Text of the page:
Baker Academic

Wednesday, October 16, 2013

The Evolution of the Christian Mind - Le Donne

Today I am showing this TED Talk from moral philosopher James Flynn to the students in my ethics class.  It is an illuminating 18 minutes if you have the time (let's face it, if you're reading this ridiculous blog, you have the time).

Flynn surveys the cognitive history of the 20th century and explains why our IQ tests score so much higher than our immediate forebears. He begins with a couple questions:

We’ve gone from people [in 1900] who confronted a concrete world and analyzed that world primarily in terms of how much it would benefit them, to people who confront a very complex world. And it’s a world where we’ve had to develop new mental habits, new habits of mind.  And these include clothing that concrete world with classification and introducing abstractions that we try to make logically consistent, and also taking the hypothetical seriously.  That is, wondering about what might have been rather than what is.  Now this dramatic change was brought to my attention through massive IQ gains over time—and these have been truly massive.  That is, we don’t just get a few more questions right on IQ tests; we get far more questions right on IQ tests than each succeeding generation dating back to the time that they were invented.  Indeed, if you score the people a century ago against modern norms, they would have an average IQ of 70.  If you score us against their norms, we would have an average IQ of 130.  Now this has raised all sorts of questions: were our immediate ancestors on the verge of mental retardation? Because 70 is normally the score for mental retardation. Or are we on the verge of all being gifted? Because 130 is the cutting line for giftedness...
Flynn suggests that 21st century people are beset with a world of abstraction and thus our abilities to classify, infer by analogy, and problem solve are beefier than our grandparents. His thesis is generalized. He is appealing to studies of averages and average folks.  Of course, we can all come up with exceptions to this rule.  But Flynn's point about the average person's moral imagination is hard to deny: we emerged from cultures that had very limited intellectual and ethical horizons.  Moreover, we were suspicious of fancy new ways of rationalizing.  If it wasn't "common sense", it was suspect.

Flynn's thesis can tell us a great deal about the intellectual ghettos of Christendom.

It used to be that Christians got a short lecture on Bible/theology on Sunday mornings (we called these things "sermons").  These were the only exposure to such education that we were likely to get.  A few of us keeners would seek out other avenues for the study of Bible/theology.  Even fewer of us had the mental capacity to pick up a Word Biblical Commentary and comprehend it.  For most, that Sunday sermon was boiled down to absolute basics.  Most of our preachers were taught in seminary how to reduce, reuse, and recycle.  At the end of the day, a good sermon had a bottom line; there was some sort of moral message of application.  We were told how to live better together, focus better on our identity in Christ, become better stewards, etc.  Even then, most of us complained that the preacher's sermons were too abstract.  We wanted concrete, real-world stuff in our sermons.  This, of course, illustrates how the Christians of previous generations were common people of the 20th century as James Flynn describes:  we valued concrete usefulness above all else.  Sadly, many Christians still expect neatly packaged sermons that appeal to the lowest common denominator on Sunday mornings and most preachers comply.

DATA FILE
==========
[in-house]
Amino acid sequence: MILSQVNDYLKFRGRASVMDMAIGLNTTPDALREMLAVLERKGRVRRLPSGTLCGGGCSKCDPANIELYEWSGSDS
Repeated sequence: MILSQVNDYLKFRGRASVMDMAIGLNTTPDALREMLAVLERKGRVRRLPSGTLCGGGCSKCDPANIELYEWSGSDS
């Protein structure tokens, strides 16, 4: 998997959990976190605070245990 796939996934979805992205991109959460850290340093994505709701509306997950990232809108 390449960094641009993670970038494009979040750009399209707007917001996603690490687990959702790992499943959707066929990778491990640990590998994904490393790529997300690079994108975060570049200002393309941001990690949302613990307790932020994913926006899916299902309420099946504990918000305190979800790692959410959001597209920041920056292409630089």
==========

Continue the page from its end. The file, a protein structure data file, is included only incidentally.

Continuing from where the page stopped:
So what happens when an entire generation of Christians are given better mental floss, more avenues for exegesis, and unprecedented access to a Yale-quality education?  It should come as no surprise that the result is cognitive dissonance.  It used to be that one needed to attend a seminary to outgrow the theological "common sense" of the 1900s.  Now you just need to be Facebook friends with Brian LePort.

The real danger here is that we with higher theological IQs are tempted to hold our forebears with contempt. One wonders if C.S. Lewis' phrase "chronological snobbery" might be relevant here.  Conversely, there is a danger for those who guard our grandparents' thought patterns to accuse us of knowledge without wisdom. Please listen to Flynn's talk carefully:  Billy Graham does not border "mental retardation"; Rob Bell is not a genius.

I  would suggest that the "preservation" of Christian ideals must be measured by our ability to make peace with one another.  This includes making peace with our past and those who remain suspicious of the ongoing evolution of the Christian mind.

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